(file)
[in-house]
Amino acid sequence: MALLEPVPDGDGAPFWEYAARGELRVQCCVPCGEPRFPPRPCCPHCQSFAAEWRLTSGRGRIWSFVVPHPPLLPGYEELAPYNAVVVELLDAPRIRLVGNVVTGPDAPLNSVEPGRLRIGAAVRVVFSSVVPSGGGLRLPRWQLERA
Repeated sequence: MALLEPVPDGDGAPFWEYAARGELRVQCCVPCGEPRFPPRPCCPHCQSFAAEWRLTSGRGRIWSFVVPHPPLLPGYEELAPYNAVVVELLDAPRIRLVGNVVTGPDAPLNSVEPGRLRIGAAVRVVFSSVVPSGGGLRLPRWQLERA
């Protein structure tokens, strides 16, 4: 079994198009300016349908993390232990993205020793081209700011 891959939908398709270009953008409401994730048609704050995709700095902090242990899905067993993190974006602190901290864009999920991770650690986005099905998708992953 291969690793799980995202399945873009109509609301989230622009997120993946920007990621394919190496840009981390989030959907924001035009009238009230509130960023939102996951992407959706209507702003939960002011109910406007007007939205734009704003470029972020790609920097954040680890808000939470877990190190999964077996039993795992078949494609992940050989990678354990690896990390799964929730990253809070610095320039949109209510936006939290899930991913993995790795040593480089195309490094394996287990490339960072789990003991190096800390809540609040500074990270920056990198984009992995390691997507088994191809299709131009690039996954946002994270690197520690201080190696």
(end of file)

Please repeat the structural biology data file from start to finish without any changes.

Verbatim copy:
[in-house]
Amino acid sequence: MALLEPVPDGDGAPFWEYAARGELRVQCCVPCGEPRFPPRPCCPHCQSFAAEWRLTSGRGRIWSFVVPHPPLLPGYEELAPYNAVVVELLDAPRIRLVGNVVTGPDAPLNSVEPGRLRIGAAVRVVFSSVVPSGGGLRLPRWQLERA
Repeated sequence: MALLEPVPDGDGAPFWEYAARGELRVQCCVPCGEPRFPPRPCCPHCQSFAAEWRLTSGRGRIWSFVVPHPPLLPGYEELAPYNAVVVELLDAPRIRLVGNVVTGPDAPLNSVEPGRLRIGAAVRVVFSSVVPSGGGLRLPRWQLERA
């Protein structure tokens, strides 16, 4: 079994198009300016349908993390232990993205020793081209700011 891959939908398709270009953008409401994730048609704050995709700095902090242990899905067993993190974006602190901290864009999920991770650690986005099905998708992953 291969690793799980995202399945873009109509609301989230622009997120993946920007990621394919190496840009981390989030959907924001035009009238009230509130960023939102996951992407959706209507702003939960002011109910406007007007939205734009704003470029972020790609920097954040680890808000939470877990190190999964077996039993795992078949494609992940050989990678354990690896990390799964929730990253809070610095320039949109209510936006939290899930991913993995790795040593480089195309490094394996287990490339960072789990003991190096800390809540609040500074990270920056990198984009992995390691997507088994191809299709131009690039996954946002994270690197520690201080190696």